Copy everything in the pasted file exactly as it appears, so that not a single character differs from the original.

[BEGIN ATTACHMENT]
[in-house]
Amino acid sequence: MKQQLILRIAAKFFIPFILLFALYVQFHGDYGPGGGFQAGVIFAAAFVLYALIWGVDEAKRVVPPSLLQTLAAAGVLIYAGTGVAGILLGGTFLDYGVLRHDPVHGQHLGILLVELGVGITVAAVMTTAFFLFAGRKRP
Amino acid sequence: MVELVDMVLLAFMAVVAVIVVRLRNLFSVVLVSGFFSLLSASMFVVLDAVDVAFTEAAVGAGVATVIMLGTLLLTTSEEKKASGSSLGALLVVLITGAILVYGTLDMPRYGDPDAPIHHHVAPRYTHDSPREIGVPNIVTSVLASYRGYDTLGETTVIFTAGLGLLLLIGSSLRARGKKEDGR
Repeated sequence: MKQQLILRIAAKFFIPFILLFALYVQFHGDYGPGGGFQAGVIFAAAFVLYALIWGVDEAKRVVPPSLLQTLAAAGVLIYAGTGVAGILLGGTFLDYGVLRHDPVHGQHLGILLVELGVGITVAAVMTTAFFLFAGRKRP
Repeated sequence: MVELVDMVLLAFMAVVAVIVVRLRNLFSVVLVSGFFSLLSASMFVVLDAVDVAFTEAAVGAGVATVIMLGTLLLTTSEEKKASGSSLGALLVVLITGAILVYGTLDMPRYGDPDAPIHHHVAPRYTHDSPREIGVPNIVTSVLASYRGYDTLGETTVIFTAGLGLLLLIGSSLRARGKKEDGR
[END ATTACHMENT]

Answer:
[in-house]
Amino acid sequence: MKQQLILRIAAKFFIPFILLFALYVQFHGDYGPGGGFQAGVIFAAAFVLYALIWGVDEAKRVVPPSLLQTLAAAGVLIYAGTGVAGILLGGTFLDYGVLRHDPVHGQHLGILLVELGVGITVAAVMTTAFFLFAGRKRP
Amino acid sequence: MVELVDMVLLAFMAVVAVIVVRLRNLFSVVLVSGFFSLLSASMFVVLDAVDVAFTEAAVGAGVATVIMLGTLLLTTSEEKKASGSSLGALLVVLITGAILVYGTLDMPRYGDPDAPIHHHVAPRYTHDSPREIGVPNIVTSVLASYRGYDTLGETTVIFTAGLGLLLLIGSSLRARGKKEDGR
Repeated sequence: MKQQLILRIAAKFFIPFILLFALYVQFHGDYGPGGGFQAGVIFAAAFVLYALIWGVDEAKRVVPPSLLQTLAAAGVLIYAGTGVAGILLGGTFLDYGVLRHDPVHGQHLGILLVELGVGITVAAVMTTAFFLFAGRKRP
Repeated sequence: MVELVDMVLLAFMAVVAVIVVRLRNLFSVVLVSGFFSLLSASMFVVLDAVDVAFTEAAVGAGVATVIMLGTLLLTTSEEKKASGSSLGALLVVLITGAILVYGTLDMPRYGDPDAPIHHHVAPRYTHDSPREIGVPNIVTSVLASYRGYDTLGETTVIFTAGLGLLLLIGSSLRARGKKEDGR